Chuck and Rachel discuss Chuck's letter to President Trump and ways to encourage investment in small-scale infrastructure projects instead of big ones.
An infographic about toll lanes vs. tax increases makes some salient points about road funding.
On Monday, we published a letter from Chuck Marohn to President Trump, outlining a plan for responsible, long-term investment in America's infrastructure. This Thursday, join Chuck for an open discussion about that letter.
The gazebo is a talisman designed to suggest a pretty illusion, but reality overwhelmed the dream.
3 articles prove that winter biking and walking can be fun, safe and much easier than winter driving.
A big piece of the infrastructure puzzle is not about the level of government making the investment, it's about the scale of the investment. Here are 5 "small bets" to build better transportation systems in our towns.
Small maintenance projects focusing on below ground infrastructure in old, established neighborhoods have the greatest potential for positive returns.
This week, we covered a range of topics from parking minimums to walking to infrastructure.
This week's episode features Chuck Marohn, Rachel Quednau and Nolan Gray, and the topic is affordable housing and strategies for creating more of it.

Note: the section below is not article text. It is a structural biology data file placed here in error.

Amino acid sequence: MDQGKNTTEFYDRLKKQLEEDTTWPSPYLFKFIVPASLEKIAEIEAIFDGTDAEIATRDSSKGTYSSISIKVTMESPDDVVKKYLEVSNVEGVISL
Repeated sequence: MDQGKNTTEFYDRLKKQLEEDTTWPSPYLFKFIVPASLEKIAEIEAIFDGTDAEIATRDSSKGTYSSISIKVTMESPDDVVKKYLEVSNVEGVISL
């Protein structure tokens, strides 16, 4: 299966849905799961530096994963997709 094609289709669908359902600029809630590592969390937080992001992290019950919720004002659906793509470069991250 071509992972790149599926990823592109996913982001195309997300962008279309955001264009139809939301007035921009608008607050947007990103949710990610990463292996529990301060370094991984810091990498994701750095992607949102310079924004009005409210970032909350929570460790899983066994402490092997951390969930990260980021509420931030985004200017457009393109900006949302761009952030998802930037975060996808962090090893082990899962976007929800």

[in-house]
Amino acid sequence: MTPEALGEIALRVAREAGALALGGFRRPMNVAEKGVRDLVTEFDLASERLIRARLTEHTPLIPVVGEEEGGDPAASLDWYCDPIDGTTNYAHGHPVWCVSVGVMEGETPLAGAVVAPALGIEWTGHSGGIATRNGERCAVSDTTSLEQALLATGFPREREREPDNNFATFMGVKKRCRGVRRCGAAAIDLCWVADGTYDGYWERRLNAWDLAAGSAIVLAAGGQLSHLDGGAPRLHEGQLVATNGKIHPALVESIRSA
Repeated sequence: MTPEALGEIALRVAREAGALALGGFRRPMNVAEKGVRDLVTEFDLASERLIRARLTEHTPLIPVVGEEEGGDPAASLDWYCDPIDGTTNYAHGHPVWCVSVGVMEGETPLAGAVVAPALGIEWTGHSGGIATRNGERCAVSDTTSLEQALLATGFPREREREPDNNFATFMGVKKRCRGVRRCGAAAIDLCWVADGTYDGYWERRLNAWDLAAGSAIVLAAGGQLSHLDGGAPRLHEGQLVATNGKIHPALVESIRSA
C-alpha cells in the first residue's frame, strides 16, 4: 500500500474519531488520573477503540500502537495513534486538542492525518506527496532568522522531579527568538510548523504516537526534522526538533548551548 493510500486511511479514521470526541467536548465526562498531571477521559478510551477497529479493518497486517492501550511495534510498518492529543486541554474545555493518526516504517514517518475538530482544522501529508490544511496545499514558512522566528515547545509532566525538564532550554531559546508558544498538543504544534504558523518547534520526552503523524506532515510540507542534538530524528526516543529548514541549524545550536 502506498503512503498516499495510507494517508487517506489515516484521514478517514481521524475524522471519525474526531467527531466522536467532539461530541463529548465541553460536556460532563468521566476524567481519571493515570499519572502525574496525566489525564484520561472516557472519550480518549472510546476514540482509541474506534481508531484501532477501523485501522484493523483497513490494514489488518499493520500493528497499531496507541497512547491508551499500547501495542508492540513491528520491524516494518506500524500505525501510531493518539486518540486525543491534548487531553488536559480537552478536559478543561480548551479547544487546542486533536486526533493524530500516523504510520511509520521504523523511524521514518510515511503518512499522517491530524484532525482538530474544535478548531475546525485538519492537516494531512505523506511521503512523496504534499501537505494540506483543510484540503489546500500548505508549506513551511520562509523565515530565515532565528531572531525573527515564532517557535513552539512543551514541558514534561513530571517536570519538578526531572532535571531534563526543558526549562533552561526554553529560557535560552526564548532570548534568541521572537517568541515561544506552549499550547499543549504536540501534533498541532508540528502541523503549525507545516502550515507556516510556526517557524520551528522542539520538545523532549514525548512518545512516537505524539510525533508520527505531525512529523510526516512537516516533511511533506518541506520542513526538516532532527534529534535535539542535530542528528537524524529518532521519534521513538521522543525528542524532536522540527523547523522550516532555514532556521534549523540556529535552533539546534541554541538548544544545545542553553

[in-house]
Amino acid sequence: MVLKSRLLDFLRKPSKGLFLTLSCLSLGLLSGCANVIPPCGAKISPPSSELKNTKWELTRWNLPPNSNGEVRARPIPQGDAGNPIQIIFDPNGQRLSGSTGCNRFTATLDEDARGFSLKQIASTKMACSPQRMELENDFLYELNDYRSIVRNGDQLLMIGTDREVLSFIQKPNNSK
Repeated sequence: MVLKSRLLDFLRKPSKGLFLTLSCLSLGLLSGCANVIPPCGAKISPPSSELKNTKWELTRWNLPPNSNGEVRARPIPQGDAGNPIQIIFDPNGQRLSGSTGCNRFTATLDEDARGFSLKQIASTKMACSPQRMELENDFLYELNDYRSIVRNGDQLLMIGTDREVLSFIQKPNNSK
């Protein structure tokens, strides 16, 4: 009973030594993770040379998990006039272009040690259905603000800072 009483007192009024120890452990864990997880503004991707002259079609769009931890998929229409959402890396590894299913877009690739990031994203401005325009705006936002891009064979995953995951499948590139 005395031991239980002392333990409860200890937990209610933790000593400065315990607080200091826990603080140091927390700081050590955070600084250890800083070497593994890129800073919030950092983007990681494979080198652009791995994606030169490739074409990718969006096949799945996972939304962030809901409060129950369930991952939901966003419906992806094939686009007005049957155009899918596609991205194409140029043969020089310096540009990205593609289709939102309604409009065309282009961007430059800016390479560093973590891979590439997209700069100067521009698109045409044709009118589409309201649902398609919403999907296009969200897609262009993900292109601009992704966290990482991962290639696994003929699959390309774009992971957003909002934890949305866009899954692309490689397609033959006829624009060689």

A new housing program in Milwaukee, WI tries to get foreclosed homes quickly rehabbed—and loses something in the process.
A Strong Towns member and college professor uses the Strong Towns Strength Test to help his students examine their communities with a critical eye.
Despite growing repair needs and the ever-more-apparent futility of addressing congestion through road expansion, the U.S. still spends vast sums of money to build new highways and widen existing ones.
Picking my son up from school in a car would undoubtedly be quicker with less effort on my part. But the benefits of walking outnumber the challenges.
A new ordinance completely removes developers’ legal obligation to provide off-street parking in Buffalo, NY.
Three simple tactics could expand affordable housing options in Lexington, KY and other midsize cities like it.
Chuck and Rachel chat about recent articles which have garnered a ton of attention on the internet over the past week. They also discuss the non-partisan nature of Strong Towns.
The adaptive reuse of historic buildings makes dollars and sense, and translates into tangible economic benefits.
Social justice concerns are an acceptable motive for collective action, but they don't free us from the requirement that our infrastructure investments make financial sense.
Every year in our household—like a lot of people—we make new years resolutions. This year we wanted to try something a little different.
This was one of our highest traffic weeks ever. Here's what everyone was reading.